GIVEN the length of time it has taken the ANC’s highest decision-making structure, its national executive committee (NEC), to recall President Jacob Zuma, it is clear that there is either a loud and vociferous minority of Zuma defenders who still agree with his repeated claim that he has done nothing wrong  – despite all the information that has made its way into the public domain all these years – or that there is an even bigger number of such people than we were led to believe. 94babb69ae7144ce8dd4f75d1b79795f

Either way, it is reasonable to suspect that such people must have had one eye across the Limpopo River into Zimbabwe, and wished they could have solved their party’s problems – which have become our problems – Zanu-PF style.

Other examples they’d probably want to emulate would include Yoweri Museveni’s Uganda, Omar al-Bashir’s Sudan, Teodoro Obiang Nguema Mbasogo’s Equatorial Guinea and Vladimir Putin’s Russia.

But increasing numbers of us know now, thanks to our constitutionally enshrined freedom of the press and of expression, that what may be possible in these other countries would not easily succeed in South Africa.

At least some things still stand, despite the Zuma Presidency’s ANC enabled wrecking-ball effect on many of our institutions. No political formation in South Africa has the power to usurp the responsibilities of the judiciary, or to issue instructions to our courts. We should remain vigilant that things remain this way into perpetuity.

We should be happy that Zuma is about to fall from his self-made precipice after being recalled by the ANC, and that it’s only a matter of time before he takes the plunge.

Unlike former presidents Nelson Mandela and Thabo Mbeki, and interim president Kgalema Motlanthe, Zuma would have spent hundreds of hours during his presidency locked in private rooms with his lawyers looking for whatever weaknesses, loopholes, and technicalities he could use to his advantage to always remain a few steps ahead of the long arm of the law.

He was brought into the Presidency looking over his shoulder and he has remained in that position, wondering when his day would finally come. And given his increasingly large security detail in a country with no history of presidents being attacked – apart from Hendrik Verwoerd, who was assassinated in 1966 – Zuma’s levels of paranoia must be making it hard for him to sleep at night.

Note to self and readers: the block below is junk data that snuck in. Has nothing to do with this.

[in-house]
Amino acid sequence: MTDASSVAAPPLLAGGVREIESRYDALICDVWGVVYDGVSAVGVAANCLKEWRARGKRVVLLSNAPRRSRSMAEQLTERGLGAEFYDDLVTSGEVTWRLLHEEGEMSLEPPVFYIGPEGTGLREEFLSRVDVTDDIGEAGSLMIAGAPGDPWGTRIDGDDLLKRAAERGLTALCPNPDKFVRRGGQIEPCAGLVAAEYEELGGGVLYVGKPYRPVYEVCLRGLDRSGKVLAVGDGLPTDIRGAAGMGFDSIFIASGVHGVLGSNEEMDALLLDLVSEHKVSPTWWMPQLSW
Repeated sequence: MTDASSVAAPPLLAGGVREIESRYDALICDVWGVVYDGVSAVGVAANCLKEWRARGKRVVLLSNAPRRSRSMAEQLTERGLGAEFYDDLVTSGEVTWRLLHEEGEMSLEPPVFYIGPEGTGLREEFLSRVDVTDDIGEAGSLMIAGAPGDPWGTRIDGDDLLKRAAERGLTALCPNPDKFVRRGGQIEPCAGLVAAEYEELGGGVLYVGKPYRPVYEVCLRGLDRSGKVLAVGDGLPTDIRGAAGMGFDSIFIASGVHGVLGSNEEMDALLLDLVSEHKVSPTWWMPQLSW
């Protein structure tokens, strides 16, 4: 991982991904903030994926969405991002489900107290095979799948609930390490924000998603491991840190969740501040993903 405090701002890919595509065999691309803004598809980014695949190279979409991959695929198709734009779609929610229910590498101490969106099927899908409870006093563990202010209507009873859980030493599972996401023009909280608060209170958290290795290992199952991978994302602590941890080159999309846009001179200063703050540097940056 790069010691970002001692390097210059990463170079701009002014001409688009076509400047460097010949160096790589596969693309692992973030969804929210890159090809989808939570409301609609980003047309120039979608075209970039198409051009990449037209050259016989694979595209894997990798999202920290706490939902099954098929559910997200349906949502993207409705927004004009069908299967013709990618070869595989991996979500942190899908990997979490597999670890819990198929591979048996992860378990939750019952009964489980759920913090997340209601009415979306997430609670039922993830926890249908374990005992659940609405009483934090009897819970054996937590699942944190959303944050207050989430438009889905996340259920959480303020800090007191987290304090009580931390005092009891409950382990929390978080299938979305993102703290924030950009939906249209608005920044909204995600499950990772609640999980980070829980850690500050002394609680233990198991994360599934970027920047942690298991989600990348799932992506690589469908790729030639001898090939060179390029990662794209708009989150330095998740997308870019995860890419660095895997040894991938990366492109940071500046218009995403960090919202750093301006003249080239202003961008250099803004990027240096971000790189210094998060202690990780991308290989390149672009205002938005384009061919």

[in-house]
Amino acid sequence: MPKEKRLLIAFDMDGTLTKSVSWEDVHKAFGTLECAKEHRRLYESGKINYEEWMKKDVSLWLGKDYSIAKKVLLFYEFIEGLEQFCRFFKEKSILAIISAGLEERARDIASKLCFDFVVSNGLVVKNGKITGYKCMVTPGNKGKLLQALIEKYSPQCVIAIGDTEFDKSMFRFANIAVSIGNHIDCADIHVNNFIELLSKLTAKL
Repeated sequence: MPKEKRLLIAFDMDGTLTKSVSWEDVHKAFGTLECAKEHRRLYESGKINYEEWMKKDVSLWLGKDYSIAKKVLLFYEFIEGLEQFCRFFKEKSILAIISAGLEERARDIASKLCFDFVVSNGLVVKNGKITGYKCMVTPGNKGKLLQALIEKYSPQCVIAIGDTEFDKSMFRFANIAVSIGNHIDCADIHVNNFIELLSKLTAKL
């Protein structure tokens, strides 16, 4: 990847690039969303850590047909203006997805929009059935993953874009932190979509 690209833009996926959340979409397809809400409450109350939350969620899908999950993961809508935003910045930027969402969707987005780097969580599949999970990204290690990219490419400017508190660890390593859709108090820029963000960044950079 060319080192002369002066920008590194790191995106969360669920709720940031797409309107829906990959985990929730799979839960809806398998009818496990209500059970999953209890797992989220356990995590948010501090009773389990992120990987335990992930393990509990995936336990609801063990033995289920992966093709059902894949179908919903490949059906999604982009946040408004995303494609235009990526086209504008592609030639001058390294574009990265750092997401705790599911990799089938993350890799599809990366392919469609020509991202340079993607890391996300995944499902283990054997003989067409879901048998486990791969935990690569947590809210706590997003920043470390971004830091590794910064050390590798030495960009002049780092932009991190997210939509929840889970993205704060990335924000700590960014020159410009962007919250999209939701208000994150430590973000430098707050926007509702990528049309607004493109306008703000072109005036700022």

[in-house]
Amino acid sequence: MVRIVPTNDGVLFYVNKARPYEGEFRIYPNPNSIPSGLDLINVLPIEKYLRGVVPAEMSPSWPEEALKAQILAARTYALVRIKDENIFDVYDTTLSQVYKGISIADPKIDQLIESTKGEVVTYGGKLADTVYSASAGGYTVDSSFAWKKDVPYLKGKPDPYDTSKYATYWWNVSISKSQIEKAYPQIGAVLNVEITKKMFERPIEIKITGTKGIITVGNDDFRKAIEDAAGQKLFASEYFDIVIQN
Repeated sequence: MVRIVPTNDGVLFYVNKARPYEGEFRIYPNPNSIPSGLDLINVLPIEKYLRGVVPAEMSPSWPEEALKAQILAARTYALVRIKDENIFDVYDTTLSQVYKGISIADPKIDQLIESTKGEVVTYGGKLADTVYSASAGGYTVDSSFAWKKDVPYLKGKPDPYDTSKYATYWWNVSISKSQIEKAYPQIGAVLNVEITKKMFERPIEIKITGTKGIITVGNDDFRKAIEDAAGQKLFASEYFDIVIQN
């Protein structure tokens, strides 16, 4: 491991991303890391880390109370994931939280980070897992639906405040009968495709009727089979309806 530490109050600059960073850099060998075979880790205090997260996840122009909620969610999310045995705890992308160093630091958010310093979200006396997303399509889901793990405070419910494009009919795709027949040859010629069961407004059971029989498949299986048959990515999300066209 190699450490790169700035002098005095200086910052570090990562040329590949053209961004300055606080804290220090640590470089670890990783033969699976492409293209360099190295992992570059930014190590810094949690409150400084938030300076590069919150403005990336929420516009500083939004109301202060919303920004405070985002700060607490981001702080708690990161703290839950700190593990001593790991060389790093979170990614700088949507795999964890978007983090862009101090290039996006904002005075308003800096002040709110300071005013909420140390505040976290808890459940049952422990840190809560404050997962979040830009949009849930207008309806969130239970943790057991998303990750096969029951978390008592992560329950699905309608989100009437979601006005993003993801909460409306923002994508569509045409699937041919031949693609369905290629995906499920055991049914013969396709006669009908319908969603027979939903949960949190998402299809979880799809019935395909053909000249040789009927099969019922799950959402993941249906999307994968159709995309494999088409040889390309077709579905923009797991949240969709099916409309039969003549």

ANC priorities are not always South Africa’s priorities   

The frightening spectre of where things could have gone had Dr Nkosazana Dlamini-Zuma won the ANC leadership elections remains very recent. The temptation to be concerned about Cyril Ramaphosa’s chances of success, to want to give him a hug and assure him that the whole country is behind him, that everything will be fine and that he will soon enjoy the freedom to do the good things many of us believe he wants to do for our country, remains strong in many social media discussions despite the worrying signs of his seeming fence-sitting.

We want him to succeed because he’s all we have for now. Otherwise, who do we turn to in this long period before the next elections?

But Ramaphosa must soon wake up to the reality that what the ANC wants and what the broader South African society wants are not always the same things. Removing Jacob Zuma from the presidency is the right thing to start with, as it will hopefully unblock the system and enable a thorough clean up, if there is the political will for this. It will take time, no doubt, but the time for well-articulated speeches is fast receding.

To clean up the system, Ramaphosa and his problematic leadership collective must honestly respond to the expectations of South Africans, not just those of his party members, by:

  • Identifying and removing all the people implicated in enabling the weakening and repurposing of our key institutions. They’re all over the place, in Cabinet – now going about speaking as if they have nothing to do with what happened – and they’re at the South African Revenue Service and state-owned enterprises.
  • At all costs not repeating the mistakes made by Thabo Mbeki – who suspended a respected national director of public prosecutions for wanting to arrest a corrupt and captured national commissioner of police; by Motlanthe – who fired the same NDPP to defend Zuma; then by Zuma – who upped the ante in every way possible to undermine every state institution to enable theft and his own protection from the law
  • Doing nothing to shield criminal elements and other compromised individuals in the ANC’s top 6, the NEC, the national working committee, the ANC Women’s League and the ANC Youth League from criminal investigation and possible prosecution. Ramaphosa must simply stand aside and let the law take its course.

He must neither fool himself nor allow sycophants now gathering around him to do so. The general sigh of relief and excitement that followed his victory over Dlamini-Zuma will not last forever.

South Africans care about the unity of the ANC insofar as such unity is good for the country, and we all know this isn’t always the case – especially now when unity for the ANC might mean wasting energy trying to find ways to allow criminals get away with their crimes against the interests of the country.

It’s going to be a tightrope for him to walk, no doubt, but if Ramaphosa continues appearing to doubt whether the country’s interests are more important than those of his party, he’s probably not the leader South Africa needs to recover from the reputationally devastating years under the ANC-enabled Zuma.

Like the dreadful apartheid years, South Africa cannot afford to go through another period being led by a party –  any party – that fails to understand the reach of the pain inflicted on it by a leader it spent so much energy defending.